ADAM Robertson’s article on the government’s plans to introduce a cap on wholesale energy bills for businesses somehow reminded me of the announcement of the Public Private Partnership schemes near the end of a period of Tory government in the 1990s (Wholesale energy prices set to be capped for businesses, UK Government announces,, Sep 21).

UK energy users are about to see the end of the false market in energy where the market was flooded by companies that had nothing to sell and no financial reserves acting as brokers between energy wholesalers and energy users.

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These companies relied on market fluctuations for profitability as their unstable customer base switched their buying to whoever had the cheapest energy, virtually on a daily basis.

As soon as energy prices began their steady climb these underfunded companies began to collapse, until now where only a handful of very large energy suppliers are left, with negligible competition as they are all buying energy at international market rates.

The UK Government is not fixing energy bills to businesses, any more than it did for domestic customers, it is subsidising energy-supplying companies with borrowed money to fix the unit price for six months in the hope they will pass it on to their business customers by holding their energy bills at estimated levels.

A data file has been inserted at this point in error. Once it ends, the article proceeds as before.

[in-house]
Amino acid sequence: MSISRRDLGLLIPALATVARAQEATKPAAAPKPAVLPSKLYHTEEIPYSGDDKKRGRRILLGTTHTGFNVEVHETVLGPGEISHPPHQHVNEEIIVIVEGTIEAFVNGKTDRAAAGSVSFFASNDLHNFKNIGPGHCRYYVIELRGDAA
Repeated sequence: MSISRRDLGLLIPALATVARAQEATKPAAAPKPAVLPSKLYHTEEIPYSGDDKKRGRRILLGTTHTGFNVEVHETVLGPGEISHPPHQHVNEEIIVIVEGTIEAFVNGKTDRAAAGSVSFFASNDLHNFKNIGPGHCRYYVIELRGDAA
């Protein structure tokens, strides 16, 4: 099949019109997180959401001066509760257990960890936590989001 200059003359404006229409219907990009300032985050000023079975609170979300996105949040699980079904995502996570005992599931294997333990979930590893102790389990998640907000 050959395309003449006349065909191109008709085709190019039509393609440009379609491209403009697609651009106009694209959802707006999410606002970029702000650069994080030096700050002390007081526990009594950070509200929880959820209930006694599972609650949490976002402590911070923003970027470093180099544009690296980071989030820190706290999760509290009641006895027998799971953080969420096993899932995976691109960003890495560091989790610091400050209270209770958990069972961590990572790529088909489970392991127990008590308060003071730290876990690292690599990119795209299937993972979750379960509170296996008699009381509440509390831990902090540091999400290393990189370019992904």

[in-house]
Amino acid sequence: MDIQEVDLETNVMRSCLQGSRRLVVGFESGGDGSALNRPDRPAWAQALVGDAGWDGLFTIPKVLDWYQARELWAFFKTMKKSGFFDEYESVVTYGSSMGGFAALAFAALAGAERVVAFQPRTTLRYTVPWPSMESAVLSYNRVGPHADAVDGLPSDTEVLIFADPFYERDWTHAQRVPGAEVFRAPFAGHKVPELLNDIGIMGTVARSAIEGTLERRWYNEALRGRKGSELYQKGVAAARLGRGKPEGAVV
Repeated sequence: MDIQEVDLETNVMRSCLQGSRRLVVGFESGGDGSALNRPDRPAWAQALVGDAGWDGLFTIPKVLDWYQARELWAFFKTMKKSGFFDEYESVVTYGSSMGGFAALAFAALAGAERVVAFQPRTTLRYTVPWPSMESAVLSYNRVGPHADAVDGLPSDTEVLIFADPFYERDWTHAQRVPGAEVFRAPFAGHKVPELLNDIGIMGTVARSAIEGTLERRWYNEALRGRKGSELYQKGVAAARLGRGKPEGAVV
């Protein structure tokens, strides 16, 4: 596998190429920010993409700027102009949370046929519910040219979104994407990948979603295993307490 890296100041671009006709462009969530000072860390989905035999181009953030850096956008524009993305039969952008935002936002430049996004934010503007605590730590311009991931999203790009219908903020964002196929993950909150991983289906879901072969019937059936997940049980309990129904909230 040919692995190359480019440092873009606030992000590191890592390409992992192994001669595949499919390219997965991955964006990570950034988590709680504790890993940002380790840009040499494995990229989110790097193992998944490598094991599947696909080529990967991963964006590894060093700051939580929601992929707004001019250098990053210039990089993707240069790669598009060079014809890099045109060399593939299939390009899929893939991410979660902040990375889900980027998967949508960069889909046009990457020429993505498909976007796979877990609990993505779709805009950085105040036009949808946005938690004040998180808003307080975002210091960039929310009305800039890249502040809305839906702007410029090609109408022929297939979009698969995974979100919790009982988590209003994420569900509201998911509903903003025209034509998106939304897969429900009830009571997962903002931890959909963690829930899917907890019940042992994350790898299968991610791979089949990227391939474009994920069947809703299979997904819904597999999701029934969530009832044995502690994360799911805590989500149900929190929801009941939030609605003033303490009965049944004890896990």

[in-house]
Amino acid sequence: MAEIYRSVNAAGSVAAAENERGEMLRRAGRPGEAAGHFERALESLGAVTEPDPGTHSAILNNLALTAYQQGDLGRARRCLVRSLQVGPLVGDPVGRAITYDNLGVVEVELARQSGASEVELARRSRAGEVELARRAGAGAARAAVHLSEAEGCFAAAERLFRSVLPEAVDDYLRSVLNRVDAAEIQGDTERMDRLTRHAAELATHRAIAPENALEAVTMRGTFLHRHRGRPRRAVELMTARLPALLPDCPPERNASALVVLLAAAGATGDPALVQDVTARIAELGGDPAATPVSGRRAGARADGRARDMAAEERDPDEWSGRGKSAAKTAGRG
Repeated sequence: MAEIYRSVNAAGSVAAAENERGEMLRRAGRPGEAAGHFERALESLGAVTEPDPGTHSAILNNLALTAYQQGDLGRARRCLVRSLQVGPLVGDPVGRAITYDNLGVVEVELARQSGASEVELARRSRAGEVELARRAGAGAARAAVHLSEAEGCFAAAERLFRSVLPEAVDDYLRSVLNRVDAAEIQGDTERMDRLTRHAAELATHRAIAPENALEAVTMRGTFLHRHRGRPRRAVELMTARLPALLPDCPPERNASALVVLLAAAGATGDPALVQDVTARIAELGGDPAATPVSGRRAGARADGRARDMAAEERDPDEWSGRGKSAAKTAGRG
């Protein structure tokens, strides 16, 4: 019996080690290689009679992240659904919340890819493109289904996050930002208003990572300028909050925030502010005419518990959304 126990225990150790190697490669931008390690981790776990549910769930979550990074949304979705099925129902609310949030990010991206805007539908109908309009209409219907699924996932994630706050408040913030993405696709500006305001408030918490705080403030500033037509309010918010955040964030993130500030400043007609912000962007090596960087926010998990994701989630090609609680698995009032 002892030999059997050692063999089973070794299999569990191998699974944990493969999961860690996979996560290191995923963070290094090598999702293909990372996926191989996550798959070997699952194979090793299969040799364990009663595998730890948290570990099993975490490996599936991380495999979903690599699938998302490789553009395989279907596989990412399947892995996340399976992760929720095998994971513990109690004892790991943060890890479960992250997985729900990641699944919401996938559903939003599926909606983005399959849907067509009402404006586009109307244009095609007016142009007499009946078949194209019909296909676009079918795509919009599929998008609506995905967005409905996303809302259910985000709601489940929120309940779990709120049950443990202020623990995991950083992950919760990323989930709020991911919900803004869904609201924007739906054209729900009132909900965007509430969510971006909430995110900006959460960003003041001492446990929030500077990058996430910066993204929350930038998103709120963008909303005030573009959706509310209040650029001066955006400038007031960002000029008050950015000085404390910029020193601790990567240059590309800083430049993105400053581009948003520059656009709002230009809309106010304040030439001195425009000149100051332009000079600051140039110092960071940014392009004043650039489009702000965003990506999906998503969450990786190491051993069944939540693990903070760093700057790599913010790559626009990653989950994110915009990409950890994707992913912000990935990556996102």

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Most observers agree that government intervention will have to be long term as high energy prices are predicted to last for several years, before the government can even begin repayment of the borrowed money by a charge on the energy companies’ customers.

The UK Government will have to keep control over energy prices, holding them above international energy market rates, until the loans are repaid.

This has all the appearance of becoming another PPP situation where the government forced local authorities and other public bodies to “buy now, pay later” for buildings and services with disastrous long-term financial consequences.

In a few years UK energy users will be paying higher government-set prices to repay the subsidy borrowing, restart investment and ensure that the shareholders’ dividends remain at the levels that became the norm due to the windfall profits generated during the energy crisis.

John Jamieson
South Queensferry

WE all know that the present UK Government has no understanding of real poverty and destitution and expects those with no money to “endure some hardship”, as Boris recently out it. What is so difficult to understand if someone has no means to feed their children today, let alone tomorrow?

I am fortunately rather more able to cope now, but when I review my long life, I realise that the reason I was nursed through measles and whooping cough on a camp bed in a friend’s unfurnished attic was that our family was homeless, during the period of rationing just after the war. Knowing that, I believe, means I have a moral obligation to help those less fortunate, but the UK Government cares so little that it ignores several obvious means of alleviating this crisis, in favour of making its rich friends richer.